© The Financial Times Ltd 2013 FT and 'Financial Times' are trademarks of The Financial Times Ltd.
March 29, 2013 6:16 pm
The French are unhappy. So says a study by Claudia Senik, a professor at the Paris School of Economics, who raises questions about the country’s cultural “mentality”. The country of excellent healthcare, fine wines and the short working week is in distress. True, there are some stinging tax rates to consider, and the weather up north can be iffy. But there are more profound issues at stake. “There is something in the culture that makes French people miserable,” says Senik. It seems that art is to blame.
This is a significant finding. We love French culture. It covers the entire range of human experience, from the uptight kingly elegance of its palaces to the feral love triangles of its free-flowing movies. How can you not fall in love with the artistic sensibility of the French? Who would not want to be duelling with Jules and Jim for an intellectually resonant clinch with Jeanne Moreau? That potent brew of sensual and cerebral satisfaction, a resolution of Cartesian dualism no less, seemed to be achievable only to the French.
And only on Gallic ground could you come across a school of philosophical thought that said that you could do anything you liked (I am compressing the argument). You could smoke. You could be unfaithful. You could lure a sexual partner to bed by discussing Cartesian dualism, although this can be a dangerous tactic. In Eric Rohmer’s Ma nuit chez Maud, a young man spends the night flirting so fiercely on the topic of Pascal’s writings that he uncharacteristically forgets to get the girl.
But all this existential speculation is not good for us, we now find out. The Gallic shrug of the shoulders is not a gesture of insouciance but of impotence. When everything is allowed and life is good, we really do feel that sense of Sartrean nausea that inevitably ruins the moment. Endless questioning leads to endemic dissatisfaction. The French are held back by the very inquisitiveness of their own culture. They find problems where none exist.
All this set me thinking, on a long flight back to London earlier this week, on how a nation’s cultural imprint can act as a prison for its artists. I was catching up on a movie, Silver Linings Playbook, which had received good notices from critics and friends. It was billed as a comedy that looked at the troublesome issue of bipolar disorder, which sounded ominous.
It flowed sweetly enough, boasting some fine performances and an above-average script. And then, wouldn’t you know it, it completely lost its nerve. The ending melted into a hot pool of schmaltz that utterly undermined its earlier claims to be treating its subject seriously. In the last 10 minutes alone there was a dancing contest, the reading of a defining love letter, and an extended family celebrating its contentment over Sunday lunch.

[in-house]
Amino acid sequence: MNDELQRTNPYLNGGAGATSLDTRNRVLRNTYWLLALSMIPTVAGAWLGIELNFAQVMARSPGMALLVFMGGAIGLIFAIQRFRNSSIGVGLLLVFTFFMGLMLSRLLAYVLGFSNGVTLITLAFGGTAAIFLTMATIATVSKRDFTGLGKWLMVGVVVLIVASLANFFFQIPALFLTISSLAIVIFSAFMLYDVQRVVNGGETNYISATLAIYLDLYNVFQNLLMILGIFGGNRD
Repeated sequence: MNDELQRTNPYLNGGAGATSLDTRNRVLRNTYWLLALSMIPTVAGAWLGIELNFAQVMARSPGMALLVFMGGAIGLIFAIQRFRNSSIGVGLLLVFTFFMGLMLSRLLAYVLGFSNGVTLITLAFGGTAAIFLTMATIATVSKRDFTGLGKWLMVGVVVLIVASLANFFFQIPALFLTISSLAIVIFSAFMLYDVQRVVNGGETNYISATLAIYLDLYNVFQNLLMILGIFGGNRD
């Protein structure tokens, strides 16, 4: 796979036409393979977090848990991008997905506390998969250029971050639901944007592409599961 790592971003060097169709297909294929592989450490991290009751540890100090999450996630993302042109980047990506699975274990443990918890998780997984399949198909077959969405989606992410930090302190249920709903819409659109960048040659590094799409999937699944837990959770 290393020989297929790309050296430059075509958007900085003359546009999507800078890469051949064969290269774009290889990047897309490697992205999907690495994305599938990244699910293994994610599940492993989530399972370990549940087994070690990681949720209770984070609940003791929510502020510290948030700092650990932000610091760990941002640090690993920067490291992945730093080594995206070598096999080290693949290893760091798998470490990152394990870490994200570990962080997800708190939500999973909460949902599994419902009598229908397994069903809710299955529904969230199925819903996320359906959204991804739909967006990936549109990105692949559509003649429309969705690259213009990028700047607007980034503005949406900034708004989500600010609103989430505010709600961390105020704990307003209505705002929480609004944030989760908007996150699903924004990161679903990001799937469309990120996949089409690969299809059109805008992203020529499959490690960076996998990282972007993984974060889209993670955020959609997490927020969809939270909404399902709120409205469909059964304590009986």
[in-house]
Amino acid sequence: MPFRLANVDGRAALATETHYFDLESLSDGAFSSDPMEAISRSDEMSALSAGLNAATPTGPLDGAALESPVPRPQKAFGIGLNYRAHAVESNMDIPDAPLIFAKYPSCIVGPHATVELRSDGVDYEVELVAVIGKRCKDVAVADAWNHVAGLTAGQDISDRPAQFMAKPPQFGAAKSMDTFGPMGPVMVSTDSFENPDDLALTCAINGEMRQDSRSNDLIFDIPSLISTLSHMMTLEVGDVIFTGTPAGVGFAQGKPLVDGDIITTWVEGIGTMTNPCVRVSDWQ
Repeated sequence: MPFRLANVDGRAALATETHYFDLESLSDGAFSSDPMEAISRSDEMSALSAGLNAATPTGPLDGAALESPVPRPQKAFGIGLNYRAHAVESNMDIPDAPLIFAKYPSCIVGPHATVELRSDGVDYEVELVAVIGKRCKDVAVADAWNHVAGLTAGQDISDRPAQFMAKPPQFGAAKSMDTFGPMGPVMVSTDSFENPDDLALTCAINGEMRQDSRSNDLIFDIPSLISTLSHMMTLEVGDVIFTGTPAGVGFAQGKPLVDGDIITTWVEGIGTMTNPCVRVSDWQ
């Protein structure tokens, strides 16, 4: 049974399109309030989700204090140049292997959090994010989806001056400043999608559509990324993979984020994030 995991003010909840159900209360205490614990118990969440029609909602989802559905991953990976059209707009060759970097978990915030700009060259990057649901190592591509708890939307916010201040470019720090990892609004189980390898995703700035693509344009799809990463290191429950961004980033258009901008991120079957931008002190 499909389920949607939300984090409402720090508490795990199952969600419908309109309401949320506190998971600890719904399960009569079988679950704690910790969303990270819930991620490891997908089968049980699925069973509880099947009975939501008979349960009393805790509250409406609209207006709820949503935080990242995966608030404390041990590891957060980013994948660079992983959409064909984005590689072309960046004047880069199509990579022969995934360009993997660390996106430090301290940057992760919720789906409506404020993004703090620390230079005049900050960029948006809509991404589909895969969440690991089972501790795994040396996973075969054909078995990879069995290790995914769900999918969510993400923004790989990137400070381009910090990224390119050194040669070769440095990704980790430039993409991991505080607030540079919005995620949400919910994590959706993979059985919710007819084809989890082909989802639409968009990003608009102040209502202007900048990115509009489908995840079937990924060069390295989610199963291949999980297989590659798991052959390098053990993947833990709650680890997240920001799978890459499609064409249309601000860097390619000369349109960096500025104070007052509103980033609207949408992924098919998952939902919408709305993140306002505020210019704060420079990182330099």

So here was an aspect of American culture, the relentless desire to make things whole and happy, that crucially overwhelmed its attempts to say something lasting and serious. If the French have a tendency to problematise, the Americans do the opposite, cheerfully skirting over pain, ambiguity, nuance. And that, too, must make its citizens unhappy. Over-neat resolution is as frustrating as over-keen contemplation. Both make a mockery of the real world’s real problems.
. . .
Stop making such wild generalisations on national stereotypes, I admonished myself. And then the BA pilot entered the scene. Our descent into London was accompanied by a warning: we would be finding the temperature “rather chilly”. We knew, his compatriots, what this meant. We smiled, complicit in his understatement, and searched our bags for extra layers of Gore-Tex.
When we landed, our captain said there would be a “small delay”. We knew what that meant too. After a few minutes, two armoured police men marched on board. There was a not over-friendly discussion with a passenger, and they led her out of the aircraft. Once more, our pilot from central casting had the right words. He apologised for the “slight change of procedure”.
And here was the trap that British culture inflicted on its population, that obsessive need to de-dramatise, to underplay, to respond with a quiet stoicism to the stormiest of occurrences. Does that too not make us unhappy? All that clenched inwardness (a favourite topic of novelists, not surprisingly), making the best of a bad situation when a good situation is just a couple of healthy emotional outpourings away?
Each country has its own cultural tropes. That is what makes its artistic offerings distinctive, and attractive to outsiders. We love the exoticism of alien cultures because they compensate for the shortcomings of our own. The greatest artists are able to encapsulate fundamental truths about their own patrimonies, as well as about the wider human condition. Think Michelangelo or Beethoven, the most universal of artists, who could nonetheless have only come from their own respective cultural traditions. Could Ingmar Bergman have come from Spain, or Pedro Almodóvar from Sweden?
The French need to lighten up. Spring is around the corner and, besides, there is a new Carla Bruni album out this week. On it, there is a song entitled “Mon Raymond”, which is addressed to her husband, and the former president of the republic, Nicolas Sarkozy. Check out the lyrics for yourselves. Only in France, and all that.
More columns at www.ft.com/aspden
Copyright The Financial Times Limited 2013. You may share using our article tools.
Please don't cut articles from FT.com and redistribute by email or post to the web.